Slightly more impatient but still basically friendly are the shortish beeps to let you know that while you have looked away from the traffic light to admire the plumage on a passing rooster, the signal has changed from red to green. The lights stay red entirely too long for this honk to be ignored.

On the hills, there is also the very utilitarian blind corner beep. Especially during daylight hours when headlights aren’t available, this is a great way to make sure that you and another vehicle don’t enter the same switchback from opposite directions. This beep is, by necessity, louder. It’s also saved me from a hill crash at least once.

If you happen to be driving or walking near someone taking a driving lesson, you might hear the pedestrian beep. This is the beep all drivers are supposed to sound to let a pedestrian know a vehicle is coming, in case they don’t realize they are walking on a road that has vehicles on it. This one also has a more personal version, the “hail-up” beep, which is reserved only for pedestrians that are also friends or family members.

I also have one very special beep of my own, but anyone is welcome to it. It’s the accidental beep. Maybe I am trying to get something out of the baby’s bag before I exit a parking space or I have something in my hand or just have bad aim on the steering wheel sometimes, but it I beep the horn sometimes without meaning to. The trick is to style it out by giving an enthusiastic wave at whoever happens to be standing nearby like you meant to beep at them just to say “hey friend!”

This column appeared in the July 5 Limin Times.

Get Your Gratitude

I was having one of those mornings. You know the ones: it was raining, the roads were covered in rocks, puddles were hiding the new potholes, and to top it off I got stuck behind a trailer truck blocking both directions of traffic because its wheels had lost traction as it was backing into a driveway.

Then I remembered that not so long ago, it would have taken all day to get from where I live in Josiah’s Bay to Frenchman’s Cay and back because Irma mashed up so many of our roads. And not so long before that, I would have been making the trek via bus or several thumbed rides because I didn’t have a car. And then I remembered that I’m fit enough that even if there were no charitable drivers to be found, I could always walk, an option not everyone has.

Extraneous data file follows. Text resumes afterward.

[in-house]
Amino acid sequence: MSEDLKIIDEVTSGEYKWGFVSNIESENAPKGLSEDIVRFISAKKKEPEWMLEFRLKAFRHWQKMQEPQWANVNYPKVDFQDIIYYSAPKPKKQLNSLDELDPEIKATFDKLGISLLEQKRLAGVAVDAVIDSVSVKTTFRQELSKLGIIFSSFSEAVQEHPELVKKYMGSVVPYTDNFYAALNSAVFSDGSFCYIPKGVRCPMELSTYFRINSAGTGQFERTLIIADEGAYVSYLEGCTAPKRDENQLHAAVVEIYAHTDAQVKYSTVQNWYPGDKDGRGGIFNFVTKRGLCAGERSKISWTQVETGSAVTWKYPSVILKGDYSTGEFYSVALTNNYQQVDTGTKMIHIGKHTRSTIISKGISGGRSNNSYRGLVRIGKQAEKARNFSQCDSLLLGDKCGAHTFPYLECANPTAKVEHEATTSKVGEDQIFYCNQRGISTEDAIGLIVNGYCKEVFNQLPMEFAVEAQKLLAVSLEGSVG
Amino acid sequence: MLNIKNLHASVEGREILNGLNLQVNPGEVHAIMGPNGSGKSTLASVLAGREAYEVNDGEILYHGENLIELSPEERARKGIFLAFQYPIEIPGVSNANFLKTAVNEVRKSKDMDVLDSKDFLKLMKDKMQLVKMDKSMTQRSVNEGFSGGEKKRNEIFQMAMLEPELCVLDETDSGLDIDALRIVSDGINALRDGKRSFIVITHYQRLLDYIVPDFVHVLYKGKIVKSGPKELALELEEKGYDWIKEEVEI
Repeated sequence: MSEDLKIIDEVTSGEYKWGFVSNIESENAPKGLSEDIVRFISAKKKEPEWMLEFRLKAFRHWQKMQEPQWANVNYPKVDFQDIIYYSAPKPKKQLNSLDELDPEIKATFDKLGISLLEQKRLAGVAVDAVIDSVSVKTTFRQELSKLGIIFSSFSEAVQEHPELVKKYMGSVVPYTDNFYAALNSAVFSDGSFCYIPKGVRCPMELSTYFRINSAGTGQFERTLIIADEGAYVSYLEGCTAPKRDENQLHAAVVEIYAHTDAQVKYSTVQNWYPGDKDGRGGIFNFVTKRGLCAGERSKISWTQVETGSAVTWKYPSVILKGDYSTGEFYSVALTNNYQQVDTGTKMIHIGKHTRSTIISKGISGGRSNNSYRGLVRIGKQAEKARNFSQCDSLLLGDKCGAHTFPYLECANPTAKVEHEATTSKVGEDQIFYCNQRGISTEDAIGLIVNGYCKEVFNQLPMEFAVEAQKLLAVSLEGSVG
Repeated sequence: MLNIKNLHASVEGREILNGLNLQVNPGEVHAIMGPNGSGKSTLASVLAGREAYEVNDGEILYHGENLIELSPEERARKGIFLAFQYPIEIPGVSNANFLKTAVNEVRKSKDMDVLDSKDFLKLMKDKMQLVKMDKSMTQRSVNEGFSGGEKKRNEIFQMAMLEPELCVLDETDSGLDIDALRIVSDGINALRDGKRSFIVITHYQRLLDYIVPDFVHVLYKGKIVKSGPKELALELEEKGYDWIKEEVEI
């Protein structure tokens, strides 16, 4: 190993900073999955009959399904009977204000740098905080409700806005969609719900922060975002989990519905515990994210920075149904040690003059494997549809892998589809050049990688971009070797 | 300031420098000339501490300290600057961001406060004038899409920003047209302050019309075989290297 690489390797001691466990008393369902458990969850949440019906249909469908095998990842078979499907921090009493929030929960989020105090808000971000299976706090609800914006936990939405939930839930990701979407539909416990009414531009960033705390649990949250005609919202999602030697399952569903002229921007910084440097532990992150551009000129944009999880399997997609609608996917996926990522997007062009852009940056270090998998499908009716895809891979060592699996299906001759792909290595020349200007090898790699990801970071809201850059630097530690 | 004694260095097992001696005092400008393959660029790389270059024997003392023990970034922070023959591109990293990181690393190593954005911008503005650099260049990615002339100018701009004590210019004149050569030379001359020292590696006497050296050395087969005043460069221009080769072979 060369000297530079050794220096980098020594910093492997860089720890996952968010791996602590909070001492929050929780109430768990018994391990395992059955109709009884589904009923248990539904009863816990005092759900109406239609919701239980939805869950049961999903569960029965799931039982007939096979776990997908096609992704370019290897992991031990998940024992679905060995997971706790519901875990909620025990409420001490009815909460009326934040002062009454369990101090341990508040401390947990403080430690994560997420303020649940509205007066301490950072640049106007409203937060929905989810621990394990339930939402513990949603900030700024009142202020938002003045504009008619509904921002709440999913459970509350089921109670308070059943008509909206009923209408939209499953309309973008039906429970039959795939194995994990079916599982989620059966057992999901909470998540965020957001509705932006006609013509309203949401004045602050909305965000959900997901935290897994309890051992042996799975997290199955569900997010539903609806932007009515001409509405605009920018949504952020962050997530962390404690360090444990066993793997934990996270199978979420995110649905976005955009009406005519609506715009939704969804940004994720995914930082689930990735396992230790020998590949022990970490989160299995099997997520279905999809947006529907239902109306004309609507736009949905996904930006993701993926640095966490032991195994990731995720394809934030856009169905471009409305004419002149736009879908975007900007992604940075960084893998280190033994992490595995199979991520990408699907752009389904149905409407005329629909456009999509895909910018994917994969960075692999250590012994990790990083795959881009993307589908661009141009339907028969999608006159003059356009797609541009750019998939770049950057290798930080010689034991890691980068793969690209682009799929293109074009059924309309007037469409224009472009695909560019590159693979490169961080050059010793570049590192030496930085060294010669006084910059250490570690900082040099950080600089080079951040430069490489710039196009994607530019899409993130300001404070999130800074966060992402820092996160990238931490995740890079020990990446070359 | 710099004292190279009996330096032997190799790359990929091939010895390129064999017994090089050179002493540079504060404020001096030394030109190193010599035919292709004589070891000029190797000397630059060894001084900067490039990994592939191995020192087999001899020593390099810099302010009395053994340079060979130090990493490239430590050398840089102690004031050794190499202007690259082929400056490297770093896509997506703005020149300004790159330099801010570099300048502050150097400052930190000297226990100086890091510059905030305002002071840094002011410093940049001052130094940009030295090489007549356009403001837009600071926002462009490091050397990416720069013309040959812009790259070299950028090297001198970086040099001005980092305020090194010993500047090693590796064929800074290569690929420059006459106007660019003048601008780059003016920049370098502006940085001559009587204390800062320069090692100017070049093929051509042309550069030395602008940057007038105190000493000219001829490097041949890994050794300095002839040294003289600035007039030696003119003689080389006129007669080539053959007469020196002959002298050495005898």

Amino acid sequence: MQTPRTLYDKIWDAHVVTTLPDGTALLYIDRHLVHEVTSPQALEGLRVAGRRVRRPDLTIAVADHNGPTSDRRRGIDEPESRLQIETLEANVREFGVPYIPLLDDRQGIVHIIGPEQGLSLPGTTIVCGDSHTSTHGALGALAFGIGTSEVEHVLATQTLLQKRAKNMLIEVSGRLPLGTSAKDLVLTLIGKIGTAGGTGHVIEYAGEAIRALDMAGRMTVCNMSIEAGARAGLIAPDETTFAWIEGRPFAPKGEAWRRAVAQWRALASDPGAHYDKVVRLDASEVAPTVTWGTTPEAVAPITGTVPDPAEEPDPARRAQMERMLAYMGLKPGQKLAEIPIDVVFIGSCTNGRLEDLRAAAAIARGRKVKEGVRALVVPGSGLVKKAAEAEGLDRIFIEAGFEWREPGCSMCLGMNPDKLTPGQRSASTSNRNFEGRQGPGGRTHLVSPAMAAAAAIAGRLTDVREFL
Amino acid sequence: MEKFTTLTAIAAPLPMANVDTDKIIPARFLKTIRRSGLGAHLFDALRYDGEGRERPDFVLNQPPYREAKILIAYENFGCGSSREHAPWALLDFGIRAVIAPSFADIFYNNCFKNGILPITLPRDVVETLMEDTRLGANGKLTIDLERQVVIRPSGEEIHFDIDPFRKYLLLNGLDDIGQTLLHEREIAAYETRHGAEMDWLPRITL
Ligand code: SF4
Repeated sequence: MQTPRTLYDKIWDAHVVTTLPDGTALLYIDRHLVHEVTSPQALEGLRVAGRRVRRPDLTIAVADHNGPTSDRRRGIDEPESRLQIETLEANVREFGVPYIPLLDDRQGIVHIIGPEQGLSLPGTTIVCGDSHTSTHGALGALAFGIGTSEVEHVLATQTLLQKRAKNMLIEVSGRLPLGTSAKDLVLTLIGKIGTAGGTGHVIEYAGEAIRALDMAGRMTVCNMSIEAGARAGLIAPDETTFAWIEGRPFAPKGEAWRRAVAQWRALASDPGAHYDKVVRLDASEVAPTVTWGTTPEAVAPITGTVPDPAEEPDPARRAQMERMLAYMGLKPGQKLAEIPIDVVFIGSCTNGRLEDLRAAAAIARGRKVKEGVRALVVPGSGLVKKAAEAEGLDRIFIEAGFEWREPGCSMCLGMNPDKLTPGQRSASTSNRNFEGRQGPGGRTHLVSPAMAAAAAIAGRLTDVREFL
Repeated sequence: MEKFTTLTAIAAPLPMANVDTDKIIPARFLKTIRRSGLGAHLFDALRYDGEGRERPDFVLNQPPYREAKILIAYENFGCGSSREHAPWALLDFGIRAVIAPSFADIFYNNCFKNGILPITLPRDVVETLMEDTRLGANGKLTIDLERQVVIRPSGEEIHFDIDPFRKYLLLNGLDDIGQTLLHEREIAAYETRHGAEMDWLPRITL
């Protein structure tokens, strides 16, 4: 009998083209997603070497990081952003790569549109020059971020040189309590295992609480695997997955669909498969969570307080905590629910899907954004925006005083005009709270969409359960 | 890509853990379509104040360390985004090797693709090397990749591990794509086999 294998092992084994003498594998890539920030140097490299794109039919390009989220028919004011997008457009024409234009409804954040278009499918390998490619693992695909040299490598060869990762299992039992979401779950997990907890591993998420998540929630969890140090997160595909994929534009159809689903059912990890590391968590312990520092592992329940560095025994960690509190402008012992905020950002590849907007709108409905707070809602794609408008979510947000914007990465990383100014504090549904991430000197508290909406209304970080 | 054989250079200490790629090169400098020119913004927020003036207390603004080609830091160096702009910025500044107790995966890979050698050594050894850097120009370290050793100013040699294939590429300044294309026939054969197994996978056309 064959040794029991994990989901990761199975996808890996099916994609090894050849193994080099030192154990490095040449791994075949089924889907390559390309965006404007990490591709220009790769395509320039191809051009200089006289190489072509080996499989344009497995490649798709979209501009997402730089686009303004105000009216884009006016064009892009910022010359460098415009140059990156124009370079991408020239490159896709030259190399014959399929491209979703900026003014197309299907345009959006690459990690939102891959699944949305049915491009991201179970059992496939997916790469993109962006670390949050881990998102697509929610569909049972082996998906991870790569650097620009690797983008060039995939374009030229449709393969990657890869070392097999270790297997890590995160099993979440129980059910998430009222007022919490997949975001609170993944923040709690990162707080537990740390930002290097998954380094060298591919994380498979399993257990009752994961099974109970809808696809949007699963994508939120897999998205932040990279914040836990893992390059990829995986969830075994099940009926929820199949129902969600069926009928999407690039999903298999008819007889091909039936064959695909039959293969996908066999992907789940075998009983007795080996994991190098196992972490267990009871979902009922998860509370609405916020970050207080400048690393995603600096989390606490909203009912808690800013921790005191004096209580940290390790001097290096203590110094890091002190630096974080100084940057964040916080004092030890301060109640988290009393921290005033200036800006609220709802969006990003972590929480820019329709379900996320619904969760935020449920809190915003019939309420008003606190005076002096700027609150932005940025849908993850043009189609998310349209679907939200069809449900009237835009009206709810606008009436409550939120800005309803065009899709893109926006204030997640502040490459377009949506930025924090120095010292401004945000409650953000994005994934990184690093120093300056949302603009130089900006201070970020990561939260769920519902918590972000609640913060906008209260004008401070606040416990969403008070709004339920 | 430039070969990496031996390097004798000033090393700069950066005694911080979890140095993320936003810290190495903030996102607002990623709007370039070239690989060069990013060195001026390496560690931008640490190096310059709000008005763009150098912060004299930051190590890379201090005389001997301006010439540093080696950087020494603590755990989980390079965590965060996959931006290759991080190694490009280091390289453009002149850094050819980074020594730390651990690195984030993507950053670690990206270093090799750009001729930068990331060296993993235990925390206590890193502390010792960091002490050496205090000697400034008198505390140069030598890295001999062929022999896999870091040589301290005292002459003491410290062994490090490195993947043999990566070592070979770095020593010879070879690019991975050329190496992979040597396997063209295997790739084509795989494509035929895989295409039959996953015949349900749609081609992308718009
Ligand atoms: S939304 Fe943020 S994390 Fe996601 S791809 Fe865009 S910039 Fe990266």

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And thank you, Lil Jon.

In other words, I remembered how fortunate I am to have problems like an inconvenient commute. Suddenly I was giving thanks for the same thing that was annoying me just a minute beforehand. Getting in a grateful head space is an instant mood lifter for me, but did you know there’s a lot of science showing that gratitude is good for you?

There’s the Northeastern University study that found a link between gratitude and more patience and better decision-making. One Swiss study found that people who were more grateful also took better care of their health. A UK study showed a link between more gratitude and more sleep. Yet another study on people with chronic illness found that those who kept a daily gratitude journal experienced fewer painful symptoms than their counterparts who didn’t journal. Then there was the study that found grateful people also have better self esteem than those that aren’t as grateful. There have also been a bunch of studies that show that the more you count your blessings, the happier and less depressed you feel.

So grateful people feel better and happier, which is pretty great, but in all this research I saw another theme emerge: gratitude actually makes you a better person! In one study of people in Germany and the US, those who said they “regularly and often” experienced gratitude were also more likely to do “pro-social behavior,” social scientists way of talking about good deeds. Another study, this one in Kentucky, found that grateful people are kinder to others, even when faced with unkind treatment themselves.

All these PhDs seem to agree that the best way to get more grateful is to practice gratitude daily with something like a gratitude journal. I don’t know about everyone else, but I’m going to start mine tonight!

This column appeared in the May 3, 2018 edition of the Limin Times.

Returning to Paradise

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From #docklife to #decklife, the view from my new place.

The BVI had Irma-geddon, then I had a baby. Baby, hubby and I escaped (okay, evacuated) to California for a while, which was both delightful and difficult.

People have asked when I will be writing about all of that, but the truth is that it’s still hard to talk about and I’m not sure I’ll ever write about it… So I guess the answer to that question is: not yet.

Anyway, seven months on and things are feeling almost normal around here, including at work, where the Limin Times is back!

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Here’s my latest Island Life column, which ran April 19th.

Island life means sharing your mornings with roosters, goats, cows and all kinds of other creatures, but recently I had my worst island wake up call ever. I was roused from my slumber by the feeling of something cold and wet on my shin. Without thinking – let’s be honest, I wasn’t even fully conscious yet – I grabbed the offending object and flung it away into what turned out to be the closet.

This was not a quiet process, so soon I was trying to explain to my groggy husband what the commotion was all about. As my mind cleared I gradually realized that it must have been a frog. I cannot articulate my disgust. A cold, damp frog had been in my bedroom, on my bed, on my leg, and then, shudder to think, I had held it briefly in my hand.

Hubby, hero that he is, wasted no time hopping out of bed and handing me the hand sanitizer. He advised me to take the baby and leave the room, heavy shoe in hand.